A Gilded Ancient Rome Rendered in Immersive Virtual Reality
In the past year, we have seen several ancient cities bring brought back to life through immersive virtual reality. The latest city to go virtual is ancient Rome. A new VR rendering is bringing the old imperial city back to life in a beautiful and gilded form.
In this virtual reality project, some 50 computer experts and academics have finally completed a ten-gigabyte virtual Roman world that they have been working on for the past 22 years. Dubbed Rome Reborn, the virtual reality project consists of some 7000 buildings and temples that occupy an overall five square miles. The project represents the largest digital reconstruction for an ancient site.
The digital reconstruction was steered by Bernard Fischer, an information technology professor from Indian University who is also the project’s digital archaeologist. The academic team guided the computer modeling experts in recreating a historically accurate rendering of ancient Rome. The VR reconstruction covers Rome in its ancient glory in AD320. This date was chosen as it is farthest back in time during which the most information about the ancient Rome can be gleaned. After 320AD, Rome’s capital was shifted to Constantinople. The project will not just be of interest to academics and cultural connoisseurs but also tourists who want to travel back in time.
Prof. Fischer first came up with the idea of reconstructing the monuments of the ancient world in 1974 but back then, the virtual reality or augmented reality technology didn’t exist to bring these wondrous past back to life.
The team had to redesign the project thrice, constantly making adjustments to account for the advancements in VR/AR technology. 22 years and $3 million later, the impressive, detailed and historically accurate project is now ready for exploration.
With the current rendering, a user will be able to fly over ancient Rome while also stopping to explore some of the most iconic Roman landmarks such as the Basilica of Maxentius, the Roman forum and the Constantine. Throughout the project, the team of archaeologists has been on hand to provide expertise to ensure a historically accurate rendering of ancient Rome.
The Rome Reborn virtual reality reconstruction allows users to fly through the city in a virtual hot air balloon. Through this virtual world, they will be able to teleport themselves to various important sites in ancient Rome and also get some detail about these sites.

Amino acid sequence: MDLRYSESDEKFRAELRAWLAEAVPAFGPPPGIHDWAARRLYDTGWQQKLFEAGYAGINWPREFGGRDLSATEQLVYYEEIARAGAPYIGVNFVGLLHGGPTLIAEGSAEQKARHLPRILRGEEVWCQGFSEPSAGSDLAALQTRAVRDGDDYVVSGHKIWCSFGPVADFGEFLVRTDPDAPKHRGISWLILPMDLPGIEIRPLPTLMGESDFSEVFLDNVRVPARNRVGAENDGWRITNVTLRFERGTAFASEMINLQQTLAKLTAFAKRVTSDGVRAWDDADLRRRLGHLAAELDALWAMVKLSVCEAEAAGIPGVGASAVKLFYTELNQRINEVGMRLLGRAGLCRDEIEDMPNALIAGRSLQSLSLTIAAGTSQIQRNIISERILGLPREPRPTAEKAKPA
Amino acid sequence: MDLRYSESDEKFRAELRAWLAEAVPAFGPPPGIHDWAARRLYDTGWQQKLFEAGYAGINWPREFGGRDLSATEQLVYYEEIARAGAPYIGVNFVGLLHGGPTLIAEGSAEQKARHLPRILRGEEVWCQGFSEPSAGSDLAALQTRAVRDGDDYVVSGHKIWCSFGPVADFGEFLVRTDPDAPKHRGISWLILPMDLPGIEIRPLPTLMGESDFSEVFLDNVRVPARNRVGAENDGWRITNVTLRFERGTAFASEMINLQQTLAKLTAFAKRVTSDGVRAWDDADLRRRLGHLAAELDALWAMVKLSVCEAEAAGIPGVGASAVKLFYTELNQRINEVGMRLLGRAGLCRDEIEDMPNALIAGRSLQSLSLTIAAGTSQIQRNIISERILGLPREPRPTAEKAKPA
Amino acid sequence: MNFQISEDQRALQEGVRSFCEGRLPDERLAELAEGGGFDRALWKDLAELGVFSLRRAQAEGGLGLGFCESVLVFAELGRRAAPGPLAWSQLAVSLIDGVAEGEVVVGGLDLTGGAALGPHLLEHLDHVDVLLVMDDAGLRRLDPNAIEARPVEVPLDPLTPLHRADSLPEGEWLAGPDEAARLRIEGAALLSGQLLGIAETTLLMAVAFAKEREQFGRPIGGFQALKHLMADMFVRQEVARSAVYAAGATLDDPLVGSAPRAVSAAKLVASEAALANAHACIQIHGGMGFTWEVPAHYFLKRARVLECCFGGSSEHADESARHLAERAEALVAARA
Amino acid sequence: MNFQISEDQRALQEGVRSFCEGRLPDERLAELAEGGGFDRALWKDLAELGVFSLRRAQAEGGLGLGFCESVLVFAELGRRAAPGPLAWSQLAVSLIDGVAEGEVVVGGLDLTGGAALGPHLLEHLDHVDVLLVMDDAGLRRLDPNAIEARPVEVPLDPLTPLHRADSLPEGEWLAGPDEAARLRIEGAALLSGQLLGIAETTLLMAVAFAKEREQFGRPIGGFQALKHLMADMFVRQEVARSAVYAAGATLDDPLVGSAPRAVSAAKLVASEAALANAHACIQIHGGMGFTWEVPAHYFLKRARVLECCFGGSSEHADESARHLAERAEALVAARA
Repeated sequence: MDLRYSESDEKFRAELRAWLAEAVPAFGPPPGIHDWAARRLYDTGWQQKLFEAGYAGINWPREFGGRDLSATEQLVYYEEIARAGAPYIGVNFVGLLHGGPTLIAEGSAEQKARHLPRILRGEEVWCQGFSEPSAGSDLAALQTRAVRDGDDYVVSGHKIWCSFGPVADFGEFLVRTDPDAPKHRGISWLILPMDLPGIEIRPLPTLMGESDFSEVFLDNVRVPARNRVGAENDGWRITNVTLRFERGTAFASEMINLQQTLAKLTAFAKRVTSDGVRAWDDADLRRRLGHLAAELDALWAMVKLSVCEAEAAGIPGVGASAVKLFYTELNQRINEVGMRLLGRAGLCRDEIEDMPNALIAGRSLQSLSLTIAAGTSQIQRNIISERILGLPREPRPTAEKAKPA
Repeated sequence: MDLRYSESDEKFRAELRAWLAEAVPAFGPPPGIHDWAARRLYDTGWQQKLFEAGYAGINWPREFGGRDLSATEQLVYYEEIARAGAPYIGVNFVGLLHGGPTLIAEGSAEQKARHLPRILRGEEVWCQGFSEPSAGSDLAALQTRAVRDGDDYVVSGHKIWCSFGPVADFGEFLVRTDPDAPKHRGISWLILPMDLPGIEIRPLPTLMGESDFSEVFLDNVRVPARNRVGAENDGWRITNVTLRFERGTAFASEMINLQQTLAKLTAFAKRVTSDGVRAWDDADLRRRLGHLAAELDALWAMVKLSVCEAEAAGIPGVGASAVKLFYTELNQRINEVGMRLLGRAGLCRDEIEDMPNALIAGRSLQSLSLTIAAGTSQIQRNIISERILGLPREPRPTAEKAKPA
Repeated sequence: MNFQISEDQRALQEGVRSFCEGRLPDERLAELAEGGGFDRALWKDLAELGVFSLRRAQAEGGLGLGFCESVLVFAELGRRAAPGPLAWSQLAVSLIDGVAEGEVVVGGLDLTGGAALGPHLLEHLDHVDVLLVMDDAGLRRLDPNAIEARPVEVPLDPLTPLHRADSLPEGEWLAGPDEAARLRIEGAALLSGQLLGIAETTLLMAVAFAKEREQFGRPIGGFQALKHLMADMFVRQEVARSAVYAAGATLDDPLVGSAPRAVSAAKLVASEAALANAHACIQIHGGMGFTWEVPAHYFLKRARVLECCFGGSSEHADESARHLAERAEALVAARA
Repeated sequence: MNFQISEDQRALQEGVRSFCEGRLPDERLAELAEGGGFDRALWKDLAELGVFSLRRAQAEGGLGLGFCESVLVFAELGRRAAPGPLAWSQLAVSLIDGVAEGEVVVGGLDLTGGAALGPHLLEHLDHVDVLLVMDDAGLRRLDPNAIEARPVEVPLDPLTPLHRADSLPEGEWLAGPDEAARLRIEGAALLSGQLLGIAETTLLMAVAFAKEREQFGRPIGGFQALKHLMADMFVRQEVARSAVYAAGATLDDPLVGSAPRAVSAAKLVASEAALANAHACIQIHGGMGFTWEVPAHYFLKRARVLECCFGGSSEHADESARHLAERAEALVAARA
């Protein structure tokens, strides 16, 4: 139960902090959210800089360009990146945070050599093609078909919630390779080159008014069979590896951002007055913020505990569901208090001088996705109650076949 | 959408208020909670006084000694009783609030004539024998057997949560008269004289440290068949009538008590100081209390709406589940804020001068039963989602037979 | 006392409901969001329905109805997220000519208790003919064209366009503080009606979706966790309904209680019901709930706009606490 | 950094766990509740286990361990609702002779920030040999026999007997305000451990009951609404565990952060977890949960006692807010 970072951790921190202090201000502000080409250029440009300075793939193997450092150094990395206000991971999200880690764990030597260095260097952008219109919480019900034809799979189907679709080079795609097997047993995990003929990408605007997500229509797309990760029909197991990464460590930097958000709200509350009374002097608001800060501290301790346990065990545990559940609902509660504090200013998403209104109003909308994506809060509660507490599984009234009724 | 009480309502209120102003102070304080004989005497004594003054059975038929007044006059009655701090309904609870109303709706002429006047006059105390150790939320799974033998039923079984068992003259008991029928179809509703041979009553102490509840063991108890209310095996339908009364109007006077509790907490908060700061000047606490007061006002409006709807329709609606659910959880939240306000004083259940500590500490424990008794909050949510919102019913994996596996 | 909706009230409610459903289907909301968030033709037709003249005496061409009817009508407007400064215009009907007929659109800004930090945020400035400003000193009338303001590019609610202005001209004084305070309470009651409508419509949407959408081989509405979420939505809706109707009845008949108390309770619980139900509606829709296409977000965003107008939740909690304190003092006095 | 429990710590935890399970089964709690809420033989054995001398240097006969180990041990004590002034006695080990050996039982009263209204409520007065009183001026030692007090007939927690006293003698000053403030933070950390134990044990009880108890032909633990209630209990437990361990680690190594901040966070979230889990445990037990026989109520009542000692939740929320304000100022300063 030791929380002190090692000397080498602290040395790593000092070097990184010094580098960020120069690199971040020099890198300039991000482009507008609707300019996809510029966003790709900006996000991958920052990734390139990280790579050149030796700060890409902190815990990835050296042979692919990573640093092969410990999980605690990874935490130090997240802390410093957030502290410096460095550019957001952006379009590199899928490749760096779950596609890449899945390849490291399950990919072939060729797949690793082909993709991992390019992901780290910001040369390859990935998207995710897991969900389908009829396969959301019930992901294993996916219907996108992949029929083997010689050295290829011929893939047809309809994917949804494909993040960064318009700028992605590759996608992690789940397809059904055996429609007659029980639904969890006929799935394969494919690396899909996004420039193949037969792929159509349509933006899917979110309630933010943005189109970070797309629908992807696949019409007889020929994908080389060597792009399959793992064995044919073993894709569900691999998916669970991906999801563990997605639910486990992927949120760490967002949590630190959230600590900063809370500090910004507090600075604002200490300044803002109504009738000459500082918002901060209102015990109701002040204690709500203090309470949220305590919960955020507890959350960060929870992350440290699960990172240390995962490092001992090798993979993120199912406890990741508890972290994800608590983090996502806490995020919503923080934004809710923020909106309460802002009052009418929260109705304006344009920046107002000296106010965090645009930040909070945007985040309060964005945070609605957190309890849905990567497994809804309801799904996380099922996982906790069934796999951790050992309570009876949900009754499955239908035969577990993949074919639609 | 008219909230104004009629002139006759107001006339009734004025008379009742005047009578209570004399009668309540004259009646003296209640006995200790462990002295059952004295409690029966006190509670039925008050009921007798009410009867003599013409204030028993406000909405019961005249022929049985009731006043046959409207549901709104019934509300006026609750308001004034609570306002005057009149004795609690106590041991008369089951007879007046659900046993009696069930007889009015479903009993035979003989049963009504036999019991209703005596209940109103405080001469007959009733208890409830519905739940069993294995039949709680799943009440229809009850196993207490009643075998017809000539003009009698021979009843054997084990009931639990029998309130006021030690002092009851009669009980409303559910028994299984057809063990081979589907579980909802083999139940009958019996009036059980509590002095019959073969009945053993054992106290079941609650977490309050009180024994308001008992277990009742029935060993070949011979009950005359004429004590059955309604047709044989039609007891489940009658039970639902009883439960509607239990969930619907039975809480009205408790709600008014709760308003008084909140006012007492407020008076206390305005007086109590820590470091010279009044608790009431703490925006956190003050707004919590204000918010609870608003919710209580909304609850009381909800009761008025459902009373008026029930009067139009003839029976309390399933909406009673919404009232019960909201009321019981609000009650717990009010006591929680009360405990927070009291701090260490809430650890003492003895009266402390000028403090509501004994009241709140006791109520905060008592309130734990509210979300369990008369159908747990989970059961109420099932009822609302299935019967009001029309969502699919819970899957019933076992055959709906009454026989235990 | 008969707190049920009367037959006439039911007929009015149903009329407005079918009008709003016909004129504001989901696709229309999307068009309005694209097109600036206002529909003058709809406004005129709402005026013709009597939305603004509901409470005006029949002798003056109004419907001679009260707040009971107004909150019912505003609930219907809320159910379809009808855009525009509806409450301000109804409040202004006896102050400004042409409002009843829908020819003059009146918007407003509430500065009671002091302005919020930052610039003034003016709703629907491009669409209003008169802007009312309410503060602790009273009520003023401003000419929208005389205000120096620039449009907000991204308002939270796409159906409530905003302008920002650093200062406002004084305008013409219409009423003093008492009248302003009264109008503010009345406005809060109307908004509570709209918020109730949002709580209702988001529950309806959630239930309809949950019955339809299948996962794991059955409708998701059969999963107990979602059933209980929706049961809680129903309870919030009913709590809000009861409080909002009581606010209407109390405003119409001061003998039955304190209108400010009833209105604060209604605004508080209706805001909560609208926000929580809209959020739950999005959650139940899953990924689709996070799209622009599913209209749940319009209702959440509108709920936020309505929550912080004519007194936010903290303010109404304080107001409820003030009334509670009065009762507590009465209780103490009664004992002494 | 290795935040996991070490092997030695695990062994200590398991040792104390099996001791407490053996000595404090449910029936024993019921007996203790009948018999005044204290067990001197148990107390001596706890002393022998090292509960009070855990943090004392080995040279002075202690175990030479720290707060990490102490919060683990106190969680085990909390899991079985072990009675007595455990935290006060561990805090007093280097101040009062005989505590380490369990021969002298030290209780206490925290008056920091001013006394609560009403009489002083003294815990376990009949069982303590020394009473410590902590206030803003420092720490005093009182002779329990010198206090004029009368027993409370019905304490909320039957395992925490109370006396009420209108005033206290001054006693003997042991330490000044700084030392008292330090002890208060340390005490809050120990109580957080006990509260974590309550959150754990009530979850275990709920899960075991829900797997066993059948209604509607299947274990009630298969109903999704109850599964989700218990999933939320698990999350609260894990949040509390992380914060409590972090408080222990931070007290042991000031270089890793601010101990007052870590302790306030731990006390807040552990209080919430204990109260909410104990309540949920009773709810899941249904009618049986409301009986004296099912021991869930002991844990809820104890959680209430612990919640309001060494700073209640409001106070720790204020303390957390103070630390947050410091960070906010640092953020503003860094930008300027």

The project is not yet complete. Some sites are still under development and the team plans to add additional iconic sites such as the Pantheon and the Colosseum. It provides for a very versatile rendering of the ancient sites, enabling users to switch between views and get various perspectives of monuments ranging from the ancient sites as they looked back then, the ancient ruins and the monuments as they look today. With more layers of functionality, users will be able to do much more than just sightseeing. For example, they will be able to train together with other users as gladiators inside the Colosseum or racing around Circus Maximus in chariots.
The company behind the Rome Reborn virtual reality reconstruction Flyover Zone has other ambitious plans to virtually reconstruct other ancient cities such as Jerusalem during the times of Christ and Athens in the times of Socrates. To explore some of the sites such as Caracalla thermal baths or Emperor Nero’s Domus Aurea, you will need to use VR goggles on site.https://virtualrealitytimes.com/2018/11/25/a-gilded-ancient-rome-rendered-in-immersive-virtual-reality/https://virtualrealitytimes.com/wp-content/uploads/2018/11/Rome-Reborn-Virtual-Reality-600x338.jpghttps://virtualrealitytimes.com/wp-content/uploads/2018/11/Rome-Reborn-Virtual-Reality-150x90.jpgVirtual TravelVirtual WorldsIn the past year, we have seen several ancient cities bring brought back to life through immersive virtual reality. The latest city to go virtual is ancient Rome. A new VR rendering is bringing the old imperial city back to life in a beautiful and gilded form. In this virtual...Sam OchanjiSam Ochanji[email protected]AdministratorVirtual Reality Times